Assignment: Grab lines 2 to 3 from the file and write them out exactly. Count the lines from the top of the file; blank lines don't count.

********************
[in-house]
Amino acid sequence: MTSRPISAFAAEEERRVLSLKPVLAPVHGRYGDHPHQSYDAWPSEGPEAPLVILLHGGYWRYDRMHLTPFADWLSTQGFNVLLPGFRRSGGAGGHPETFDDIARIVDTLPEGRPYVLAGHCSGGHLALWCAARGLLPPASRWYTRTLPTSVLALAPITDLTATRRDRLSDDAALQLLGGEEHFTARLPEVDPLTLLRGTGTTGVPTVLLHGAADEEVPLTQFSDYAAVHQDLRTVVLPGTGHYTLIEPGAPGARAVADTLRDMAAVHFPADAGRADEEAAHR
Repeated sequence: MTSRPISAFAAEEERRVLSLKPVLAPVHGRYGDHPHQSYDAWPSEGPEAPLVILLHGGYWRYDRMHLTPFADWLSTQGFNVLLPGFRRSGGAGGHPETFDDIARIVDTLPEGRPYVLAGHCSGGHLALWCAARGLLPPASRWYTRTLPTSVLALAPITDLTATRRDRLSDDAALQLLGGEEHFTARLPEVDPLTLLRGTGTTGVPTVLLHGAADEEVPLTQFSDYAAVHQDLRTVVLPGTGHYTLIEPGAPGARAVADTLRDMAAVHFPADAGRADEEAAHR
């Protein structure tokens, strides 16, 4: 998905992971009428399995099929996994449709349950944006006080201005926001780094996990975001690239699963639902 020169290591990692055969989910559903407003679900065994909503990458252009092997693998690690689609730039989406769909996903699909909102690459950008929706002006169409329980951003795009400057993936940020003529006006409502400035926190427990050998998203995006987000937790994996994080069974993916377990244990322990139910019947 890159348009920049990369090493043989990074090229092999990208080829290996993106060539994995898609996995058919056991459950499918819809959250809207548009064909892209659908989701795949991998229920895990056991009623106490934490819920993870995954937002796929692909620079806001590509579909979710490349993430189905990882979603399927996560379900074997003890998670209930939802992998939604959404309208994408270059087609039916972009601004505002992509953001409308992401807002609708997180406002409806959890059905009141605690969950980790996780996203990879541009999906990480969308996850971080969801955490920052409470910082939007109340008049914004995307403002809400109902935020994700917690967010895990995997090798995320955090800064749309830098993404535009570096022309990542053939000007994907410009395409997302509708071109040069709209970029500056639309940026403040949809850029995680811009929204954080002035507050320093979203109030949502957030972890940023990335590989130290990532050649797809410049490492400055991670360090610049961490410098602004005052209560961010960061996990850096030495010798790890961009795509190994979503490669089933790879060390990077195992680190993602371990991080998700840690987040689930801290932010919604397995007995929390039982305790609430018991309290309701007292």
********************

Amino acid sequence: MTSRPISAFAAEEERRVLSLKPVLAPVHGRYGDHPHQSYDAWPSEGPEAPLVILLHGGYWRYDRMHLTPFADWLSTQGFNVLLPGFRRSGGAGGHPETFDDIARIVDTLPEGRPYVLAGHCSGGHLALWCAARGLLPPASRWYTRTLPTSVLALAPITDLTATRRDRLSDDAALQLLGGEEHFTARLPEVDPLTLLRGTGTTGVPTVLLHGAADEEVPLTQFSDYAAVHQDLRTVVLPGTGHYTLIEPGAPGARAVADTLRDMAAVHFPADAGRADEEAAHR
Repeated sequence: MTSRPISAFAAEEERRVLSLKPVLAPVHGRYGDHPHQSYDAWPSEGPEAPLVILLHGGYWRYDRMHLTPFADWLSTQGFNVLLPGFRRSGGAGGHPETFDDIARIVDTLPEGRPYVLAGHCSGGHLALWCAARGLLPPASRWYTRTLPTSVLALAPITDLTATRRDRLSDDAALQLLGGEEHFTARLPEVDPLTLLRGTGTTGVPTVLLHGAADEEVPLTQFSDYAAVHQDLRTVVLPGTGHYTLIEPGAPGARAVADTLRDMAAVHFPADAGRADEEAAHR